Social Media, Riots and the Middle East

The Spring of 2011 saw widespread popular uprising and disturbances in the Middle East. Beginning in Tunisia, these popular movements led to widespread change in countries such as Algeria, Egypt, Libya, Jordan, Yemen, Sudan and others.

There is little doubt that Social Media was a key enabler for these protests with Sites such as Facebook and Twitter being used to help coordinate and inform people directly without any intermediary or censorship. Videos posted to YouTube were also seized by the world’s media as evidence of what was “really going on” on the streets of these troubled countries.

Jillian York of Harvard University’s Berkman Center for Internet and Society commented, “For the past few days, I have been watching people on Twitter ... I have also seen things such as “Google docs” literally laying out plans for protests. And so in this case, I have seen a lot more public organization on the Internet.”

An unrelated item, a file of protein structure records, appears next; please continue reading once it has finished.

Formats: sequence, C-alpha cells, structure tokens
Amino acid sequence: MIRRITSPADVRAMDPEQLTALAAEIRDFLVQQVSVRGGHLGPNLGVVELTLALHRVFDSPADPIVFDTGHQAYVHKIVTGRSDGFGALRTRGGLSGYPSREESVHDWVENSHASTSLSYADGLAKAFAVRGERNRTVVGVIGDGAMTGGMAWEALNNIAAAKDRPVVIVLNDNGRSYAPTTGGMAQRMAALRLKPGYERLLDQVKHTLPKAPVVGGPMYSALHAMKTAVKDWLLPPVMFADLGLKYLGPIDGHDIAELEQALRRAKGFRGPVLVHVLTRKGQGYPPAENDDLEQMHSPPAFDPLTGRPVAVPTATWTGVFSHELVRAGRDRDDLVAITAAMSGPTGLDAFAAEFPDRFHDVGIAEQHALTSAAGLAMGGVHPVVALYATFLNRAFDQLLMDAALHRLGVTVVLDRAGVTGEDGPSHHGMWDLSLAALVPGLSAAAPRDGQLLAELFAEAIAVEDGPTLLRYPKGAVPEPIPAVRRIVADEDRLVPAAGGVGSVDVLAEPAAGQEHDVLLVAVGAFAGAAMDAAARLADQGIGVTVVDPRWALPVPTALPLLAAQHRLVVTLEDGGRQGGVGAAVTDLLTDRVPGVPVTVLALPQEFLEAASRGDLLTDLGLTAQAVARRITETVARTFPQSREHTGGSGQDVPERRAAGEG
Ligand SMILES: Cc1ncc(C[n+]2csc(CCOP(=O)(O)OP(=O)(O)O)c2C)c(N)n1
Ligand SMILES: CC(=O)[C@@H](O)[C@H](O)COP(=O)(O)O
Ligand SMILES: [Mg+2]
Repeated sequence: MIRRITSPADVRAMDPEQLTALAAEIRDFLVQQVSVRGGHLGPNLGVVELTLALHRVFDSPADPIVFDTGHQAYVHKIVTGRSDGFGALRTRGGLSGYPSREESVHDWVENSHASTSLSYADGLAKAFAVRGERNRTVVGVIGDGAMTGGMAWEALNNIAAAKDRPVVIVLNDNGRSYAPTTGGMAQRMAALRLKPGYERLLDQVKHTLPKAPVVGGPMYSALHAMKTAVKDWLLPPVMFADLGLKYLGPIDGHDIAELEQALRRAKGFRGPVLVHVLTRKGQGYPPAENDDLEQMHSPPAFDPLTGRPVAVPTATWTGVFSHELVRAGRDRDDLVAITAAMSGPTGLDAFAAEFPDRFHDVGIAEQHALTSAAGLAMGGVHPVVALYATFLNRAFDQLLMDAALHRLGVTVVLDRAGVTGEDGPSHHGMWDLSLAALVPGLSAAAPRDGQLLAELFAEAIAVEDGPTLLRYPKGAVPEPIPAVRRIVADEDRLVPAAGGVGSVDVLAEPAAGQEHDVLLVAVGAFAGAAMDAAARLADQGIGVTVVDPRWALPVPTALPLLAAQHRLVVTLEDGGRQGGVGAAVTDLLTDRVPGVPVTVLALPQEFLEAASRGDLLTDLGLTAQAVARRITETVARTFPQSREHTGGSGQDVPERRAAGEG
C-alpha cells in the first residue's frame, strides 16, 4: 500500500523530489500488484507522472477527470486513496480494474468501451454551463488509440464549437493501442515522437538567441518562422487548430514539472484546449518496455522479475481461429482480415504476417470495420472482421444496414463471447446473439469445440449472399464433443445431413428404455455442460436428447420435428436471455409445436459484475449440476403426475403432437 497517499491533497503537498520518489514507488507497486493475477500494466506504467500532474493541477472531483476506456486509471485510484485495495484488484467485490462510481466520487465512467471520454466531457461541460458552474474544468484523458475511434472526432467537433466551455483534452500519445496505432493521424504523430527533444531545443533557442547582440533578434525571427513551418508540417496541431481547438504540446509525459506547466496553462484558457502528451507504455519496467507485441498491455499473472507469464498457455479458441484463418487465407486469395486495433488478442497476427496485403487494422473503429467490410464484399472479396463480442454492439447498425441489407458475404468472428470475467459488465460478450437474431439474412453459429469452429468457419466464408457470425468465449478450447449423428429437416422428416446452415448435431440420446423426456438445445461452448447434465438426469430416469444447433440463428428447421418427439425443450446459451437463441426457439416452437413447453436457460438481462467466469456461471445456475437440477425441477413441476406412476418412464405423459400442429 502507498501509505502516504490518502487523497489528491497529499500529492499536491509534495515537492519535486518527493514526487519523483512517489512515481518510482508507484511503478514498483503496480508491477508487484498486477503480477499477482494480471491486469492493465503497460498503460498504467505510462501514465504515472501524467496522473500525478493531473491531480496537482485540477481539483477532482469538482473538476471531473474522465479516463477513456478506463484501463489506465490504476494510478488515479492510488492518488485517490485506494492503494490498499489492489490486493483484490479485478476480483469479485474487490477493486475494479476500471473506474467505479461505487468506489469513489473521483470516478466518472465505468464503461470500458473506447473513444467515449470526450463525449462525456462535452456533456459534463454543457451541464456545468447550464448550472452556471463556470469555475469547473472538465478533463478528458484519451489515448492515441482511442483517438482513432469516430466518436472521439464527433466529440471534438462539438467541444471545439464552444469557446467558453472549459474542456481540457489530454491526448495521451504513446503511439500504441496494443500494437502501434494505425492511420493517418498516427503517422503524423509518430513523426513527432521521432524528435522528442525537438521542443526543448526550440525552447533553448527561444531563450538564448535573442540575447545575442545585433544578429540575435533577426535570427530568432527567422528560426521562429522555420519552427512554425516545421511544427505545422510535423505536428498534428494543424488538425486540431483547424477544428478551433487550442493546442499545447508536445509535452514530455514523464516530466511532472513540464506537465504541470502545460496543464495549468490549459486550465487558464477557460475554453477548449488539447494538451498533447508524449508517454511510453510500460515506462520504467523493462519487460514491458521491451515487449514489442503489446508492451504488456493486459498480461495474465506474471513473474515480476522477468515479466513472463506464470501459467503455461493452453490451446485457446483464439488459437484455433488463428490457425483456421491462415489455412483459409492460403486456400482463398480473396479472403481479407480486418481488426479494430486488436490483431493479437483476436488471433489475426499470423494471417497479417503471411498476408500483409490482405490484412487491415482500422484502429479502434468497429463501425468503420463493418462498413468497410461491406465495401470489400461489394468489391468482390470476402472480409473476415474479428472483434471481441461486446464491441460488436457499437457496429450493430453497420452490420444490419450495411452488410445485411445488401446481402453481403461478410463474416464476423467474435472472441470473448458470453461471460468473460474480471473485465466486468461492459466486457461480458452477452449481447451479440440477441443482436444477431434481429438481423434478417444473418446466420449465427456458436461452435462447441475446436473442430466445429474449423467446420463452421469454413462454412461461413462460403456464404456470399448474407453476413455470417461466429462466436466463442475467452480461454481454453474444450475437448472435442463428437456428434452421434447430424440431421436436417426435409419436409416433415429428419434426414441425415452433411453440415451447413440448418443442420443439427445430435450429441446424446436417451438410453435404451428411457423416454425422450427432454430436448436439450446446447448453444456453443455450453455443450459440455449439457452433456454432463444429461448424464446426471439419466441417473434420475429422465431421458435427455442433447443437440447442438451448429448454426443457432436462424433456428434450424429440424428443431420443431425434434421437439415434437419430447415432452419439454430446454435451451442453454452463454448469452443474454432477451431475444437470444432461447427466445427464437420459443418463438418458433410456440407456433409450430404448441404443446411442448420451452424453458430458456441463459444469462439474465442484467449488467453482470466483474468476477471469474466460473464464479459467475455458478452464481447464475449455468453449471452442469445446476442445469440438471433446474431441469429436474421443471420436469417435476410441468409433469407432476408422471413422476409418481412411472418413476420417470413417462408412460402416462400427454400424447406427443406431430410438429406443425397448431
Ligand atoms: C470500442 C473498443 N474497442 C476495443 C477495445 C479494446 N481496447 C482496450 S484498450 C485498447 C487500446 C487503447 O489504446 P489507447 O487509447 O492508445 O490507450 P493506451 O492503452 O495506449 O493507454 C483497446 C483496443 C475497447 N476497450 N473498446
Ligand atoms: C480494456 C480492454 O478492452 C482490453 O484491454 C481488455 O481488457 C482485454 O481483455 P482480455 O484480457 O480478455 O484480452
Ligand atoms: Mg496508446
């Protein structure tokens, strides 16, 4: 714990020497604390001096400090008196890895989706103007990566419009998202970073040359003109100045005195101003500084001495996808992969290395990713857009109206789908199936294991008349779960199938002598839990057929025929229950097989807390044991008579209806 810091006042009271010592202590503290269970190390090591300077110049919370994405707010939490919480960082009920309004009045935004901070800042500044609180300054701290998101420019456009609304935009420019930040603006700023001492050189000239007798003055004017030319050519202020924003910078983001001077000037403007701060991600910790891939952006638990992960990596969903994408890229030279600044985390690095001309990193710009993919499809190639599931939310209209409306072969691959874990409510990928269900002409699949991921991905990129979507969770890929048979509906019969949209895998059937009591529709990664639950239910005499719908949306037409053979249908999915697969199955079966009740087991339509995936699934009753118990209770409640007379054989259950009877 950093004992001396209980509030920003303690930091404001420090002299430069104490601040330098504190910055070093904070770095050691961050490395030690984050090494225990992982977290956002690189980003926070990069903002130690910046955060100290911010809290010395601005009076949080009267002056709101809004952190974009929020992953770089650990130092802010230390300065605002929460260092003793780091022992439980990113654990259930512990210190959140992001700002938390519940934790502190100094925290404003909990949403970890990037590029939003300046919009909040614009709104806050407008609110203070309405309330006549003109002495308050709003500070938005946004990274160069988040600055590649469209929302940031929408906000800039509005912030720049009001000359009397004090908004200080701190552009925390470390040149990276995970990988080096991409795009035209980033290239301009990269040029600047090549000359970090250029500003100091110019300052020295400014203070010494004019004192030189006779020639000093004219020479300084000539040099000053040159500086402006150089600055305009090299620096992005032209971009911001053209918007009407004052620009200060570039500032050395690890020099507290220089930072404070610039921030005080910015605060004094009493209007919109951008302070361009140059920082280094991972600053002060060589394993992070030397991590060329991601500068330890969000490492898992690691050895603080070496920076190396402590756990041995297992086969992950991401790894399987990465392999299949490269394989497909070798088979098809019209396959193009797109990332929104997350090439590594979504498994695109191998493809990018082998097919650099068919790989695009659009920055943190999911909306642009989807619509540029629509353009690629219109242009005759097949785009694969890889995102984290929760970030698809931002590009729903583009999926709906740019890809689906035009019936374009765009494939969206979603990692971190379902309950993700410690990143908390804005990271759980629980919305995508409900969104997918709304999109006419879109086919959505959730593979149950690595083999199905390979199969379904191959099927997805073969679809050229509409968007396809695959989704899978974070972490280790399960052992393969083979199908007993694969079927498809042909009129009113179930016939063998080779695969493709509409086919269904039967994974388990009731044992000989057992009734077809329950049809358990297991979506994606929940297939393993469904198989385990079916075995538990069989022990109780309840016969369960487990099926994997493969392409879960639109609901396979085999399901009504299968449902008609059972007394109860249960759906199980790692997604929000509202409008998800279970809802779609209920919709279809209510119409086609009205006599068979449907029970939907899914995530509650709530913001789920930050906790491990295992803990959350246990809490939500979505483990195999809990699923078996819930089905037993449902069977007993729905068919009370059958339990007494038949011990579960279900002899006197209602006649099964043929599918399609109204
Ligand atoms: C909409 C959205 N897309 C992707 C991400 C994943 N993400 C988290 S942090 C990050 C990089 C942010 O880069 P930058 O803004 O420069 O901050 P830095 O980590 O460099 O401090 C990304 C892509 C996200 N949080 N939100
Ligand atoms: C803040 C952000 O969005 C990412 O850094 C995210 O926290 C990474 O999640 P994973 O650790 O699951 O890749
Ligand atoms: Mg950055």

Even in the West, Facebook has been used to incite riots. In the UK, the summer of 2011 saw some terrible scenes of rioting and looting. In August of that year, two individuals (Perry Sutcliffe, 22, and Jordan Blackshaw, 20) were jailed for four years for urging other to riots by posting on their Facebook pages.

On the other hand, politicians have been quick to see the Internet as a means to bring democracy directly to the people. US Secretary of State Hilary Clinton, in a 2010 speech, stated that “we will work with partners in industry, academia, and nongovernmental organizations to establish a standing effort that will harness the power of connection technologies and apply them to our diplomatic goals.” To counter these grand designs, author Evgeny Morozov, in his acclaimed book The Net Delusion, explains that Clinton’s goal to “put these tools in the hands of people around the world who will use them to advance democracy and human rights” is naïve. Morozov continues: “The most popular Internet searches on Russian search engines are not for ‘What is democracy?’ or ‘How to protect human rights’ but for ‘What is love?’ and ‘How to lose weight.’"